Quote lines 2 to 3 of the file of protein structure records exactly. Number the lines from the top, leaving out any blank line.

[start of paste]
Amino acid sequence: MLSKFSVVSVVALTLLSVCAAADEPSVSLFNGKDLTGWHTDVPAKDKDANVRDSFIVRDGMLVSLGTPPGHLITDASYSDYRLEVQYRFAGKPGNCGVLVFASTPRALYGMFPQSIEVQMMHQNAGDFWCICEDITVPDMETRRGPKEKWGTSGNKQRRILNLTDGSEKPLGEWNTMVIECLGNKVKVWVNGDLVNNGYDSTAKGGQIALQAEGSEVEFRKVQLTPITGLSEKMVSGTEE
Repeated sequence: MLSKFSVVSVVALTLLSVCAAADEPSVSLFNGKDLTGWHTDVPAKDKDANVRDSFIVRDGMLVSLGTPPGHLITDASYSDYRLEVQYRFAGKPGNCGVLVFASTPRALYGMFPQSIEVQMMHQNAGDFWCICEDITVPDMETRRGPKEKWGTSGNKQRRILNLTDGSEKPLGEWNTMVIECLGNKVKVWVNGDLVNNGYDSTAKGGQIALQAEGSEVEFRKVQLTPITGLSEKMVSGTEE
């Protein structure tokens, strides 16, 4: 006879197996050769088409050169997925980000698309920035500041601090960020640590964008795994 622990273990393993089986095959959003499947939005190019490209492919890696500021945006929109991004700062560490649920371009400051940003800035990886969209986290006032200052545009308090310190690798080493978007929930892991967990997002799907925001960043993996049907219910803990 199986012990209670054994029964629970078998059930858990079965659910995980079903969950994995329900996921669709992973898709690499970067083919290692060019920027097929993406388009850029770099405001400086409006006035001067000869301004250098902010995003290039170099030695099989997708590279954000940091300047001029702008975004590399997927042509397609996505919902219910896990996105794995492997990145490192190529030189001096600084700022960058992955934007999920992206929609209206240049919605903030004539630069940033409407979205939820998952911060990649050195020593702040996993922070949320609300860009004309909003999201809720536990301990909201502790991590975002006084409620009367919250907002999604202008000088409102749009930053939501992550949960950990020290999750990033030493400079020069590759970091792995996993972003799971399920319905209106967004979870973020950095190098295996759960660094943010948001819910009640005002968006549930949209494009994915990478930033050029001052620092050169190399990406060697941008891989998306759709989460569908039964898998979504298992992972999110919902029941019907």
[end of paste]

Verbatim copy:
Repeated sequence: MLSKFSVVSVVALTLLSVCAAADEPSVSLFNGKDLTGWHTDVPAKDKDANVRDSFIVRDGMLVSLGTPPGHLITDASYSDYRLEVQYRFAGKPGNCGVLVFASTPRALYGMFPQSIEVQMMHQNAGDFWCICEDITVPDMETRRGPKEKWGTSGNKQRRILNLTDGSEKPLGEWNTMVIECLGNKVKVWVNGDLVNNGYDSTAKGGQIALQAEGSEVEFRKVQLTPITGLSEKMVSGTEE
């Protein structure tokens, strides 16, 4: 006879197996050769088409050169997925980000698309920035500041601090960020640590964008795994 622990273990393993089986095959959003499947939005190019490209492919890696500021945006929109991004700062560490649920371009400051940003800035990886969209986290006032200052545009308090310190690798080493978007929930892991967990997002799907925001960043993996049907219910803990 199986012990209670054994029964629970078998059930858990079965659910995980079903969950994995329900996921669709992973898709690499970067083919290692060019920027097929993406388009850029770099405001400086409006006035001067000869301004250098902010995003290039170099030695099989997708590279954000940091300047001029702008975004590399997927042509397609996505919902219910896990996105794995492997990145490192190529030189001096600084700022960058992955934007999920992206929609209206240049919605903030004539630069940033409407979205939820998952911060990649050195020593702040996993922070949320609300860009004309909003999201809720536990301990909201502790991590975002006084409620009367919250907002999604202008000088409102749009930053939501992550949960950990020290999750990033030493400079020069590759970091792995996993972003799971399920319905209106967004979870973020950095190098295996759960660094943010948001819910009640005002968006549930949209494009994915990478930033050029001052620092050169190399990406060697941008891989998306759709989460569908039964898998979504298992992972999110919902029941019907």